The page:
Poverty and HIV: A Deadly Nexus
In April, the issue of HIV surfaced in Ratodero, Larkana, when about 12 children visited a hospital with symptoms of fever, vomiting and weight loss.
A large number of children visiting the hospitals with the same symptoms rang alarm bells and a local pediatrician sent the blood samples of 11 children for testing. They were all tested HIV positive.
As of May 20, around 553 children have been tested HIV positive.
A pediatrician, who was believed to be the only qualified doctor for children in Ratodero, was held responsible for the outbreak.
Though the virus can also be transmitted to children through breastfeeding and through mother to fetus, in the case of Ratodera, the mothers of virus affected children were also tested but they didn’t carry the virus.
According to the WHO consultant and physician, Dr Arshad Altaf, the infection spread due to reuse of syringes and drip sets used by quacks in this area.
Keeping in view the number of children affected, it is unlikely that only one doctor is responsible for the outbreak because in Pakistan even qualified doctors use the same syringes,” he says.
The WHO defines a safe injection as one that does not harm the recipient or the provider and does not result in waste that is dangerous to the community.
The Poverty Nexus
The reuse of single-use disposable syringes that led to a HIV outbreak in Ratodero can be attributed to poverty. Dr Altaf mentions that patients in rural areas are extremely poor and cannot afford to pay extra. Therefore, doctors offer services in which cheap medicines and injections are part of the package.
On the other hand, once diagnosed, it is important to note that HIV cannot be cured. It can be treated and contained. HIV patients have to take medicine all their lives.
And for the people of Ratodero, they have to travel for treatment as the town is quite far from Larkana and Karachi. But their poverty restricts them to do so, says Dr Altaf adding that when the child’s health improves parents think he/she doesn’t need treatment anymore and so they stop going.
A local journalist Sheeraz Mehmood Pathan, who has been covering the HIV outbreak in Ratodero, also shared that he met some families who told him that they have already visited Larkana seven to eight times for the treatment of their children, and it is financially taxing.
Keeping in view the large number of HIV affected children and poverty, parents hoped that the government might consider setting up a facility in their town. However, this has not been the case. So far, the government with the help of an NGO called Global Fund has only been providing free-of-charge medicines to the patients.
Moreover, poverty also restricts parents from taking proper care of their children. Dr Fatima Jehangir, a consultant family physician at the Ziauddin Hospital, says that HIV affected children need more nutritional care to boost their immunity because this disease makes them immunocompromised, making them more prone to infections. But most parents cannot afford to provide such care.
Under 5 Most Affected
According to the findings of a preliminary report submitted by a Field Epidemiology and Laboratory Training Program team on May 16, the most affected age group in the 534 HIV positive cases so far is between two and five, followed by age groups six to 15.
Among these, female children have been the most affected and the youngest child in the outbreak is less than a month old.
The report also revealed that around 14,810 individuals were screened between April 25 to May 16 and the number of HIV positive cases was found to be 534. Of them, 49.4% were male and 50.6% were female.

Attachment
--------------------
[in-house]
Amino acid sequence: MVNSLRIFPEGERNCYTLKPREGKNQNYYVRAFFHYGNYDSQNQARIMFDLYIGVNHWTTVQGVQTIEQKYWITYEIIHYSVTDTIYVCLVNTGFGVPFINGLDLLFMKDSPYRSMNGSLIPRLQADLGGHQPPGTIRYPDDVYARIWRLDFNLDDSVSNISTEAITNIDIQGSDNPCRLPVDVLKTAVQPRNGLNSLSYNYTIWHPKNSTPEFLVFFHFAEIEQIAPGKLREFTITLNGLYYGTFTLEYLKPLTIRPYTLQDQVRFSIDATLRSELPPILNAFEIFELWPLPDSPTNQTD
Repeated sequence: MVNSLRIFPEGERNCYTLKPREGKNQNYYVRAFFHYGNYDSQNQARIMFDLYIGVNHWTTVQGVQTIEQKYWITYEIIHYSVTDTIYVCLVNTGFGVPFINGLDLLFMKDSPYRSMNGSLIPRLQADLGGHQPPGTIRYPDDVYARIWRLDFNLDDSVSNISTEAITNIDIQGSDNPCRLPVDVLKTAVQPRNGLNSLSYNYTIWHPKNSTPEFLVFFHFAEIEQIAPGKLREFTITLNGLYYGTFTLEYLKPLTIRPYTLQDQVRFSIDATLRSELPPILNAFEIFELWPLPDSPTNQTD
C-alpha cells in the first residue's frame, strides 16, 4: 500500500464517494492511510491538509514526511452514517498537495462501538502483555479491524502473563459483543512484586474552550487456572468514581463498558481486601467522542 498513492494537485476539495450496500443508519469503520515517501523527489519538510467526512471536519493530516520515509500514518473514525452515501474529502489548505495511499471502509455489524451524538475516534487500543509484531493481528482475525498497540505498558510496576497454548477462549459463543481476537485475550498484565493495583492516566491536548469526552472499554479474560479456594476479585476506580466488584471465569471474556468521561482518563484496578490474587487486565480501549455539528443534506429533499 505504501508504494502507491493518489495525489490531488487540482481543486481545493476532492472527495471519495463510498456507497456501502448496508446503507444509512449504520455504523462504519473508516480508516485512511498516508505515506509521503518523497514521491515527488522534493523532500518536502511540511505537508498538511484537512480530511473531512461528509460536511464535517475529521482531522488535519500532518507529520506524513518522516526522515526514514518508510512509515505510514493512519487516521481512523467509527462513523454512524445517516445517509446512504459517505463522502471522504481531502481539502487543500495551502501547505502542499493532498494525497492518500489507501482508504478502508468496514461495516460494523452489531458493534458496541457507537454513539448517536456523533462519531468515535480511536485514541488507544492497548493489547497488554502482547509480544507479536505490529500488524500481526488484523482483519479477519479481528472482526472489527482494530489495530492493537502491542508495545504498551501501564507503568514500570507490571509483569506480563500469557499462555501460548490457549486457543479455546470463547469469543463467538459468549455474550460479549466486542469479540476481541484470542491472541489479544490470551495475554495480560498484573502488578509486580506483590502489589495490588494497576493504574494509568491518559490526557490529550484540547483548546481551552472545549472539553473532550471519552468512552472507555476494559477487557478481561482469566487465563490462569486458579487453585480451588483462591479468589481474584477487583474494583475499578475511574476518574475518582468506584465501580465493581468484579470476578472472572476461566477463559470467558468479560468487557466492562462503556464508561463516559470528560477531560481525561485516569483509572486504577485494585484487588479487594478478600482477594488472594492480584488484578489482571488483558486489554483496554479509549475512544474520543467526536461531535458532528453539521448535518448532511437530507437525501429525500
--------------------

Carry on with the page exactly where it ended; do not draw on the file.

Such a significant number of patients in a small town of just 0.33 million people, according to the Census 2018, requires specialized doctors. Dr Jehangir says that usually infectious disease specialists treat HIV patients and during this treatment long-term precautions have to be taken to stop further spread. Monitoring of blood markers also have to be conducted in order to determine the stage of the disease. However, Ratodero lacks such facilities or doctors.
The report says an immediate action should be taken against quacks, unauthorized laboratories and blood banks. So far, the Sindh Healthcare Commission has sealed around 71 clinics in Ratodero alone. It also suggests that more HIV screening camps should be set up at THQ hospital Ratodero to identify hidden cases.
Recently, only after the outbreak the government set up a ward for HIV affected children in Chandka Hospital Larkana, which was previously unavailable.
Pathan said that as of May 23, around 317 children have visited the ward. “At least seven children have died so far while the condition of five more is critical,” he mentioned.
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Dr Altaf elaborates that in order to prevent reuse of syringes there should be a mechanism where the health facility, small or large, if private, properly disposes these syringes in a sharps container and after that, it either burns or buries these syringes in a proper pit.
Incineration is common in Pakistan, but incinerators are only available at medium to large government facilities in rural areas, he says. There is no mechanism where the government health centers, where there is a functioning incinerator, accepts healthcare waste of private facilities, he adds.
He suggests that the government can institute a mechanism in which it can sub-contract the sharp collection system to a contractor and then the contractor charges a nominal fee per kilo for the sharps and transports the waste to the incinerator. In fact, Dr Altaf recalls that this system was functional in the early 2000s in Karachi but it could not sustain because the laboratories and health centers wouldn’t pay the collection charges regularly to the contractor.
Such an attitude needs to change lest we want more children to fall victim to medical negligence.